TechRepublic and Global Knowledge have again collaborated to produce one of the IT industry's most thorough and comprehensive salary surveys. The 2010 IT Skills and Salary Report is now available as a free download (registration required).
The 12-page PDF includes data and/or graphs on the following topics:
- Job satisfaction, and salary based on job satisfaction
- Impact of salary and job satisfaction on job hunting
- Salary range of respondents
- Salaries by job role
- Salaries by certification
- Salaries by industry
- Salaries by geography
- Comparison of benefits, 2009 vs. 2010
- Reasons behind a salary increase
This year's survey definitely reflects the current economic climate and its impact on the IT profession. This is summed up in the report's introduction:
"The global recession that began in 2008 has impacted almost everyone, either through job loss, reduction in salary and benefits, or job change. This year's salary survey, the third in partnership between Global Knowledge and TechRepublic, captures the magnitude of changes that have impacted the IT profession...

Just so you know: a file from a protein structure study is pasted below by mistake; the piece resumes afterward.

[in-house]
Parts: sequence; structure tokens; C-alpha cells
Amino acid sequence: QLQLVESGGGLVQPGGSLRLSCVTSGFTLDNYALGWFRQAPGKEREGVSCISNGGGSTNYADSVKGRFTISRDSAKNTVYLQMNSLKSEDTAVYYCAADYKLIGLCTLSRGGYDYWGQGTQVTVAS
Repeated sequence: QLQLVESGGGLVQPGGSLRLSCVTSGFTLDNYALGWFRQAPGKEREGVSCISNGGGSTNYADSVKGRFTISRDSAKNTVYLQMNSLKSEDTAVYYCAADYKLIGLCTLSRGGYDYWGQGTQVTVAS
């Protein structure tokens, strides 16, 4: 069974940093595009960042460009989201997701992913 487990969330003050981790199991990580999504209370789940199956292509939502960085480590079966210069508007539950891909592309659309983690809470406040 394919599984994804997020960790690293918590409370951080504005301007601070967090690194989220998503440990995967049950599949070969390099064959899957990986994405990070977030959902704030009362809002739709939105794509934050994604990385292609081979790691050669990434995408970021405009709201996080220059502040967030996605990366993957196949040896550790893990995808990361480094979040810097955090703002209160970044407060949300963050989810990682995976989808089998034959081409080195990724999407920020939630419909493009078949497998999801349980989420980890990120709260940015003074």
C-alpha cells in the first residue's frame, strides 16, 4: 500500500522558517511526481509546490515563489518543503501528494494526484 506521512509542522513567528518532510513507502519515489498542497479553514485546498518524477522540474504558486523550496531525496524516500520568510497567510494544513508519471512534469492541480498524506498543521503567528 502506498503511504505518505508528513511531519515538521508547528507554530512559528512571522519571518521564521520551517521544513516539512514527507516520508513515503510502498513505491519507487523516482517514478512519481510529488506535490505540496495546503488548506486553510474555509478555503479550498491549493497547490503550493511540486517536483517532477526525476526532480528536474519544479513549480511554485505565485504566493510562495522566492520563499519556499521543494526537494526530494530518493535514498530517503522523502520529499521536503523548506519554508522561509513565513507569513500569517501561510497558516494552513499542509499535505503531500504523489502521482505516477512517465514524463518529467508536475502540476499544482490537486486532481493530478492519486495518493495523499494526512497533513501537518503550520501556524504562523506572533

"The recession has held salaries in check for the IT profession. The average salary for respondents was $82,115, up less than one percent over what was reported in the 2009 IT Skills and Salary Report (Figure 1). This is significantly less than the 10% gain seen between 2008 and 2009; however, it is consistent with broader salary trends in the United States.1 Less than half of this year's respondents (43%) reported receiving a salary increase, down from 70% in the prior year. Two-thirds of those that reported receiving a raise indicated the primary reason was performance in their current position (65%). Over 46% indicated their salaries were capped without a raise. One in nine respondents (11%) indicated their salaries had been reduced."
We offer this report as a service to our loyal TechRepublic members and we especially thank those of you who were among the 19,500 participants of the survey itself. Please download the PDF and share your thoughts in the discussion thread below.
Jason Hiner has nothing to disclose. He doesn't hold investments in the technology companies he covers.
Jason Hiner is Global Editor in Chief of TechRepublic and Global Long Form Editor of ZDNet. He writes about how technology is changing the way we live and work in the 21st century. He's co-author of the book, Follow the Geeks.